Taylor Swift is apparently as fluent in finance as she is in songwriting. In the fallout of the FTX collapse, Swift, who was offered $100 million to promote the crypto exchange, dodged a bullet by asking about unregistered securities according to a lawyer waging lawsuits against other celebrity spokespeople.
Swift’s financial prowess was revealed by Adam Moskowitz, one of the lawyers behind a class action lawsuit waged against FTX celebrity spokespeople like Larry David, Tom Brady, Steph Curry, and Shaq. Swift was almost one of those celebrity spokespeople, with FTX offering her $100 million over three years to sponsor the exchange in talks throughout 2021 and 2022. Now, Moskowitz has claimed on The Block’s podcast The Scoop that Swift was the only one of these celebrity offers that kept her side of the street clean and that the celebrity spokespeople that got caught were probably not coordinating with their lawyers before accepting FTX’s money.
“The one person I found that [talked to their lawyers] was Taylor Swift,” Moskowitz said. “In our discovery, Taylor Swift actually asked them: ‘Can you tell me that these are not unregistered securities?’”
Swift did not immediately return Gizmodo’s request for comment.
Moskowitz went on to call FTX a “pyramid scheme” and explained that most celebrities and influencers that partnered with FTX were likely motivated by greed. Moskowitz, along with ex-Weinstein lawyer David Boies, filed a class action lawsuit in Florida have alleged that FTX’s celebrity endorsers helped peddle a “Ponzi scheme” with their actions affecting “thousands, if not millions, of consumers nationwide.”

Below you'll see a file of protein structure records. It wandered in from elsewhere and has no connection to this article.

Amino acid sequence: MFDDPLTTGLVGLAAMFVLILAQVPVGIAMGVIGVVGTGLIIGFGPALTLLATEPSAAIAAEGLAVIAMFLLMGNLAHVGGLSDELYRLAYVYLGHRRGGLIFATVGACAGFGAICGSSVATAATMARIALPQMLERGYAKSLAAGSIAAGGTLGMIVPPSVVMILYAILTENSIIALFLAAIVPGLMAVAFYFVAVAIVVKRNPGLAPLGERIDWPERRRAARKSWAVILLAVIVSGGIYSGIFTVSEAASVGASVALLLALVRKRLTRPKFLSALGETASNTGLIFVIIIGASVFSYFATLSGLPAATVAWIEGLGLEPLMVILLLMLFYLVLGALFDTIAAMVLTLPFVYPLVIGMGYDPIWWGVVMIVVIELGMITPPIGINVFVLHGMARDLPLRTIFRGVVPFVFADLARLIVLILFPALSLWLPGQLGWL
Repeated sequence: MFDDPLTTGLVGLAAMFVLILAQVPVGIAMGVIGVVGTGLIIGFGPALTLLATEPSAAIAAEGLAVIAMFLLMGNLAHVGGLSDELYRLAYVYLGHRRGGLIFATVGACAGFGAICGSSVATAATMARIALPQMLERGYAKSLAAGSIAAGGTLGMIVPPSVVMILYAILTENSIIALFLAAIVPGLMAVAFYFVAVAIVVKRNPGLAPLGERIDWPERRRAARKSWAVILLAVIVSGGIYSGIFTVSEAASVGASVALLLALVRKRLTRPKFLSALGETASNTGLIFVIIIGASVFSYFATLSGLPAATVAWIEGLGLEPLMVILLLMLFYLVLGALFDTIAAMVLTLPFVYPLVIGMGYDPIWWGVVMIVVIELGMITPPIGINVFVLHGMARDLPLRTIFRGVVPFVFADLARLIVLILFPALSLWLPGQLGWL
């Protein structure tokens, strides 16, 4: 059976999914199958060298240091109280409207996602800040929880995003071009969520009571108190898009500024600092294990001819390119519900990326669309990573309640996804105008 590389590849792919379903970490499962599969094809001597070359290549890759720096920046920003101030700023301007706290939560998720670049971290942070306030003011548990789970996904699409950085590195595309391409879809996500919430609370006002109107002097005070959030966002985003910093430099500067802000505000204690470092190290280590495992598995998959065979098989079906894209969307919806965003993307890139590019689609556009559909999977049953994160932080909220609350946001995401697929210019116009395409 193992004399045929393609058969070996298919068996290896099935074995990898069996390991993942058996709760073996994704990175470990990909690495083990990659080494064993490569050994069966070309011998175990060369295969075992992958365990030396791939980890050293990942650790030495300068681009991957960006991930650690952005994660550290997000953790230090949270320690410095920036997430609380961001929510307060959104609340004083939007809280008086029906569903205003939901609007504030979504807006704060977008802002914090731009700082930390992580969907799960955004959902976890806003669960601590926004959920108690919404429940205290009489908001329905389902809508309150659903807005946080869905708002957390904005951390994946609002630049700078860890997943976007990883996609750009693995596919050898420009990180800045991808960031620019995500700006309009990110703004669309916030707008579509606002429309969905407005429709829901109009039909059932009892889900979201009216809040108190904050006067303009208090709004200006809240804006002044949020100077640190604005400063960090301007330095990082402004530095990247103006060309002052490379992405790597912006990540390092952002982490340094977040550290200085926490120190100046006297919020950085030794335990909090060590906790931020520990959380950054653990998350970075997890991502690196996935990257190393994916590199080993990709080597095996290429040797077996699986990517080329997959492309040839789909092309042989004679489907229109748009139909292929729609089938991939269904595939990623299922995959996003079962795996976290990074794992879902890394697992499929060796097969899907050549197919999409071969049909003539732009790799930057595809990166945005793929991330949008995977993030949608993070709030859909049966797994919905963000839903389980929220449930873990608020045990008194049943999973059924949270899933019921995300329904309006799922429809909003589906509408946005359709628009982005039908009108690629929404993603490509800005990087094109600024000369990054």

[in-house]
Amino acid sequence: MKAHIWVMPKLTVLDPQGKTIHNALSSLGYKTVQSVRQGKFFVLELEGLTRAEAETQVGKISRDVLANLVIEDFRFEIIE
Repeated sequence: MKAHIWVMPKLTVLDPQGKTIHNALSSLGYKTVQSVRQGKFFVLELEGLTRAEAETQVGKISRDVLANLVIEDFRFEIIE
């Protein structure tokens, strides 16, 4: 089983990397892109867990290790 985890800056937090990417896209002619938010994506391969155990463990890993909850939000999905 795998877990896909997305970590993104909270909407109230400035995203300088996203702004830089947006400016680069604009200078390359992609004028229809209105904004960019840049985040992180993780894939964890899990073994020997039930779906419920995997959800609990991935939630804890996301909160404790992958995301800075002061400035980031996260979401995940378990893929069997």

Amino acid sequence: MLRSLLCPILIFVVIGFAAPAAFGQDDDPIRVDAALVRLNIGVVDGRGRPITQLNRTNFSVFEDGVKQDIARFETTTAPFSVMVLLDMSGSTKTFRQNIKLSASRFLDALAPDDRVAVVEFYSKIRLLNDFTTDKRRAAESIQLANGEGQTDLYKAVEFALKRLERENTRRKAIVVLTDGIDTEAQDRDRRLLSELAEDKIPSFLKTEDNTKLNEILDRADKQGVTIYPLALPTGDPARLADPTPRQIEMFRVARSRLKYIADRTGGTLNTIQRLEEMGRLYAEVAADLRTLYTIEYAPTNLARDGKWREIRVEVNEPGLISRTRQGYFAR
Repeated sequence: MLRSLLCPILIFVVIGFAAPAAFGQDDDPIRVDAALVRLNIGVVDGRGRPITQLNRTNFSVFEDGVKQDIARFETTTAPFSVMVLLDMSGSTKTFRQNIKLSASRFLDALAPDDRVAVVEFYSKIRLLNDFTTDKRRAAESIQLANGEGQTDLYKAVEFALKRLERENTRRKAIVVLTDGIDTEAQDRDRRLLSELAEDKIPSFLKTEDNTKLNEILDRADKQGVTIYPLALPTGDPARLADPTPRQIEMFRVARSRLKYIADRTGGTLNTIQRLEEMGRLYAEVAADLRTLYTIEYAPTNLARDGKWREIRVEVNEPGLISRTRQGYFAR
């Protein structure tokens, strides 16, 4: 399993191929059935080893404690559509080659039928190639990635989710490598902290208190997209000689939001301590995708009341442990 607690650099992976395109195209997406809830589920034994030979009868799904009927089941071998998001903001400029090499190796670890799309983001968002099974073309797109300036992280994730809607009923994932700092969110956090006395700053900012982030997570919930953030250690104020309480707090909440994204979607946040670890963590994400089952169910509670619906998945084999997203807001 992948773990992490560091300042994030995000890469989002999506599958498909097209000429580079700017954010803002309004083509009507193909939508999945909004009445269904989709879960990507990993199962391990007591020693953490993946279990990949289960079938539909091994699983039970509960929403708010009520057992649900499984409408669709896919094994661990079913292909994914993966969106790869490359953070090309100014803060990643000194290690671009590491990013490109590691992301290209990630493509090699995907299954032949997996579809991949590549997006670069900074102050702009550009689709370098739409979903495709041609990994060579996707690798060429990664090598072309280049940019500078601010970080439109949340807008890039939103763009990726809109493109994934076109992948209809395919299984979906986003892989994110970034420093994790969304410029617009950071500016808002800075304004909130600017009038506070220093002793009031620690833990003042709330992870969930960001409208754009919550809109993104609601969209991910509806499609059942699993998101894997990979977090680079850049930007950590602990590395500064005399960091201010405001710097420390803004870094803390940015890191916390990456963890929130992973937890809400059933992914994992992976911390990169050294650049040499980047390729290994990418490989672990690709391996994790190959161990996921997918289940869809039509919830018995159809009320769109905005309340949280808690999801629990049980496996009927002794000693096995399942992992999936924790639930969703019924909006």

FTX collapsed this past November as the cryptocurrency exchange could not meet the withdrawal demand of its users. A bombshell report from Coindesk pointed to the eventual revelation that FTX had used customer funds to fuel investments into its co-owned trading firm Alameda Research, leading FTX to eventually file for Chapter 11 bankruptcy. Court-appointed FTX CEO John Ray III said he’d never seen “such an utter failure of corporate controls at every level of an organization,” referring to FTX.
While FTX’s downfall was kicked off by what appears to be good old-fashioned fraud, charging crypto companies with offering unregistered securities has become common in the last year. Last September, SEC chair Gary Gensler said that he believes “the vast majority” of crypto tokens meet the definition of an unregistered security.
Once again, Taylor Swift was ahead of the game and FTX wasn’t ready for it.